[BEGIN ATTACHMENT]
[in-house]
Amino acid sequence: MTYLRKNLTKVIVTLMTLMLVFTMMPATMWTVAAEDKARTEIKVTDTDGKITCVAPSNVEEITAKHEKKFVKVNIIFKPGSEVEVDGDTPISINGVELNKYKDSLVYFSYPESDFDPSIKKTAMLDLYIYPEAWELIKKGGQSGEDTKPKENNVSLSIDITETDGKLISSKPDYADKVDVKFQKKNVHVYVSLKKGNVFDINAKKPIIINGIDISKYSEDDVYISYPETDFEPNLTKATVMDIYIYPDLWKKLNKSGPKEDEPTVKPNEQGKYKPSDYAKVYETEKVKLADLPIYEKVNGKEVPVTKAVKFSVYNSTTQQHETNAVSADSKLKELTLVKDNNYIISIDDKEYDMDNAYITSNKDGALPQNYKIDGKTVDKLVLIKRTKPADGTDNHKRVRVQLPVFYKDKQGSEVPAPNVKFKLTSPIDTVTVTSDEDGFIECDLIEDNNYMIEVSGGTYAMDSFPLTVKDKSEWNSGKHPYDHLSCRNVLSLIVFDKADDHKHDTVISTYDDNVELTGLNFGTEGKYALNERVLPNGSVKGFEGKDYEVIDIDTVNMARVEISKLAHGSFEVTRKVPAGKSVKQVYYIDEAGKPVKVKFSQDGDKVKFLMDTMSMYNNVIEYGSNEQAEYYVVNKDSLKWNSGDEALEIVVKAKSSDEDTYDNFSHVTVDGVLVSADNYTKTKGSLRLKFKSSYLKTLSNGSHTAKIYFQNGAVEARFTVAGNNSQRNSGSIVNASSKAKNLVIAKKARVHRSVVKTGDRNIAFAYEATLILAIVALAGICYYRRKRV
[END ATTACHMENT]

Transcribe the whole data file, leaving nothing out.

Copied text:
[in-house]
Amino acid sequence: MTYLRKNLTKVIVTLMTLMLVFTMMPATMWTVAAEDKARTEIKVTDTDGKITCVAPSNVEEITAKHEKKFVKVNIIFKPGSEVEVDGDTPISINGVELNKYKDSLVYFSYPESDFDPSIKKTAMLDLYIYPEAWELIKKGGQSGEDTKPKENNVSLSIDITETDGKLISSKPDYADKVDVKFQKKNVHVYVSLKKGNVFDINAKKPIIINGIDISKYSEDDVYISYPETDFEPNLTKATVMDIYIYPDLWKKLNKSGPKEDEPTVKPNEQGKYKPSDYAKVYETEKVKLADLPIYEKVNGKEVPVTKAVKFSVYNSTTQQHETNAVSADSKLKELTLVKDNNYIISIDDKEYDMDNAYITSNKDGALPQNYKIDGKTVDKLVLIKRTKPADGTDNHKRVRVQLPVFYKDKQGSEVPAPNVKFKLTSPIDTVTVTSDEDGFIECDLIEDNNYMIEVSGGTYAMDSFPLTVKDKSEWNSGKHPYDHLSCRNVLSLIVFDKADDHKHDTVISTYDDNVELTGLNFGTEGKYALNERVLPNGSVKGFEGKDYEVIDIDTVNMARVEISKLAHGSFEVTRKVPAGKSVKQVYYIDEAGKPVKVKFSQDGDKVKFLMDTMSMYNNVIEYGSNEQAEYYVVNKDSLKWNSGDEALEIVVKAKSSDEDTYDNFSHVTVDGVLVSADNYTKTKGSLRLKFKSSYLKTLSNGSHTAKIYFQNGAVEARFTVAGNNSQRNSGSIVNASSKAKNLVIAKKARVHRSVVKTGDRNIAFAYEATLILAIVALAGICYYRRKRV